She wrote: "The signs of the superior faculties of his mind were
as prominent at the prow of this strong vessel as those of his
generous instincts at the stern."[21] In order to understand this
definition of the "fine physique" by George Sand, we must remember
that she was very much taken up with phrenology at this time.
One of her _Lettres d'un voyageur_ was entitled Sur _Lavater et
sur une Maison deserte_. In a letter to Madame d'Agoult, George
Sand tells that her gardener gave notice to leave, and, on asking
him his reason, the simple-minded man replied: "Madame has such
an ugly head that my wife, who is expecting, might die of fright."
The head in question was a skull, an anatomical one with compartments
all marked and numbered, according to the system of Gall and Spurzheim.
In 1837, phrenology was very much in favour. In 1910, it is hypnotism,
so we have no right to judge the infatuation of another epoch.

[21] _Histoire de ma vie_.

Michel's cranium was bald. He was short, slight, he stooped,
was short-sighted and wore glasses. It is George Sand who gives
these details for his portrait. He was born of peasant parents,
and was of Jacobin simplicity. He wore a thick, shapeless inverness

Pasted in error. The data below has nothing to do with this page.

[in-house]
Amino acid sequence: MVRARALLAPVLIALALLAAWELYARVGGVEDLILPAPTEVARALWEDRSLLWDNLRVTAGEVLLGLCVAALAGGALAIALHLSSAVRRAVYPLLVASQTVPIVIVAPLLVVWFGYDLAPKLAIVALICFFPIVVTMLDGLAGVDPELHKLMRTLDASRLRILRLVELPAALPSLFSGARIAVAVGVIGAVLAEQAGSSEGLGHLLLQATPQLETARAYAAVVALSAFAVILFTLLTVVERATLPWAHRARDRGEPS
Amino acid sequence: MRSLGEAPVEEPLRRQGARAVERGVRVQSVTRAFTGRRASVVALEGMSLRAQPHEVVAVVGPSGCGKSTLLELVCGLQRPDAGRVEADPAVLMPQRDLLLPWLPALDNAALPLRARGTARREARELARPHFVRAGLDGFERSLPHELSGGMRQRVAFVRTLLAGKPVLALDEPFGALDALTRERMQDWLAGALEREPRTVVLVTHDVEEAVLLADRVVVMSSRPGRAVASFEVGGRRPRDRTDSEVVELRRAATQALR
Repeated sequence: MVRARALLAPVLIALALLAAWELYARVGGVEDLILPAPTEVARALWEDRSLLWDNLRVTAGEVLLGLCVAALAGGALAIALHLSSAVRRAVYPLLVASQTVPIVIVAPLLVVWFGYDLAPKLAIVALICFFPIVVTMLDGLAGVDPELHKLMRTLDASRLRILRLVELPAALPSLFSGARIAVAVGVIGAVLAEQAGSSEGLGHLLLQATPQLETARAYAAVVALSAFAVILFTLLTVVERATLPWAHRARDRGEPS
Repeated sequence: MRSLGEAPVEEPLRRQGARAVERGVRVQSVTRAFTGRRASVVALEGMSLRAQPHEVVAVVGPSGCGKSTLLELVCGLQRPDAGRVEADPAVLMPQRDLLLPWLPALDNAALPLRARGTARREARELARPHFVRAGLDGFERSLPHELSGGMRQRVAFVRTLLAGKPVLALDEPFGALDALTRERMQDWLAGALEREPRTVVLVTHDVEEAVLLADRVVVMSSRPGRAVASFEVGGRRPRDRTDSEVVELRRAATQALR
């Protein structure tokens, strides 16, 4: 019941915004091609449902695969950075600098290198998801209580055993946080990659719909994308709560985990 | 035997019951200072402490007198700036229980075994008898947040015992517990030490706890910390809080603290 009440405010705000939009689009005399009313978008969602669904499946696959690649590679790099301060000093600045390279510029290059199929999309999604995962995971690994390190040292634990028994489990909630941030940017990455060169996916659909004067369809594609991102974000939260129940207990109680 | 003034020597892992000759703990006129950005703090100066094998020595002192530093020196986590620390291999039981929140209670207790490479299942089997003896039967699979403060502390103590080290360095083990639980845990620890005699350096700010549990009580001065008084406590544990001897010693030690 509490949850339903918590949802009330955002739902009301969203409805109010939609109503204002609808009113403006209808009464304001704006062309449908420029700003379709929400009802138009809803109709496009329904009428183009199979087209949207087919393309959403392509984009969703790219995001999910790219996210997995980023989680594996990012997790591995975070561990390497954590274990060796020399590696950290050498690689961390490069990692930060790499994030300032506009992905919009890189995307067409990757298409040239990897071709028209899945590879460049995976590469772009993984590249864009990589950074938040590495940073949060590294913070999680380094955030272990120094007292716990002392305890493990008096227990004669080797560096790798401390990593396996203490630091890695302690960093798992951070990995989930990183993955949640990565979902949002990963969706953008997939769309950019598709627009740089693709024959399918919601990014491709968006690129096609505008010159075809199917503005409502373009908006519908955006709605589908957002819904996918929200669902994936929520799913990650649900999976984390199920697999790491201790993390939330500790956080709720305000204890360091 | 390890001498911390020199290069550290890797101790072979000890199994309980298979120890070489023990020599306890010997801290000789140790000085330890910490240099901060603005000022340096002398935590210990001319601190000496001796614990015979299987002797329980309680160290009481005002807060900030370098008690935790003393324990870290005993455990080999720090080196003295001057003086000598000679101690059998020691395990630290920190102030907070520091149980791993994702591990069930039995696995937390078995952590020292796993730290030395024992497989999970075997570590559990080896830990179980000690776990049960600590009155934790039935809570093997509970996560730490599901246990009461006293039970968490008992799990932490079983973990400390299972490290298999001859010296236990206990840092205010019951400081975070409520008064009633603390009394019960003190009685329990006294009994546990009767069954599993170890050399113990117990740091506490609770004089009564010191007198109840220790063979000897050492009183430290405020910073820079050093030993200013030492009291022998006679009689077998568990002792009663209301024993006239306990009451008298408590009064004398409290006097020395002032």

and sabots. He felt the cold very much, and used to ask permission
to put on a muffler indoors. He would then take three or four
out of his pockets and put them on his head, one over the other.
In the _Lettre d'un voyageur_ George Sand mentions this crown on
Everard's head. Such are the illusions of love.

The first time she met Michel was at Bourges. She went with her
two friends, Papet and Fleury, to call on him at the hotel.
From seven o'clock until midnight he never ceased talking. It was
a magnificent night, and he proposed a walk in the town at midnight.
When they came back to his door he insisted on taking them home,
and so they continued walking backwards and forwards until four in
the morning. He must have been an inveterate chatterer to have clung
to this public of three persons at an hour when the great buildings,
with the moon throwing its white light over them and everything around,
must have suggested the majesty of silence. To people who were
amazed at this irrepressible eloquence, Michel answered ingenuously:
"Talking is thinking aloud. By thinking aloud in this way I advance
more quickly than if I thought quietly by myself." This was Numa
Roumestan's idea. "As for me," he said, "when I am not talking,
I am not thinking." As a matter of fact, Michel, like Numa,
was a native of Provence. In Paris there was a repetition of this
nocturnal and roving scene. Michel and his friends had come
to a standstill on the Saints-Peres bridge. They caught sight
of the Tuileries lighted up for a ball. Michel became excited,
and, striking the innocent bridge and its parapet with his stick,
he exclaimed: "I tell you that if you are to freshen and renew
your corrupt society, this beautiful river will first have to be red
with blood, that accursed palace will have to be reduced to ashes,
and the huge city you are now looking at will have to be a bare
strand where the family of the poor man can use the plough and build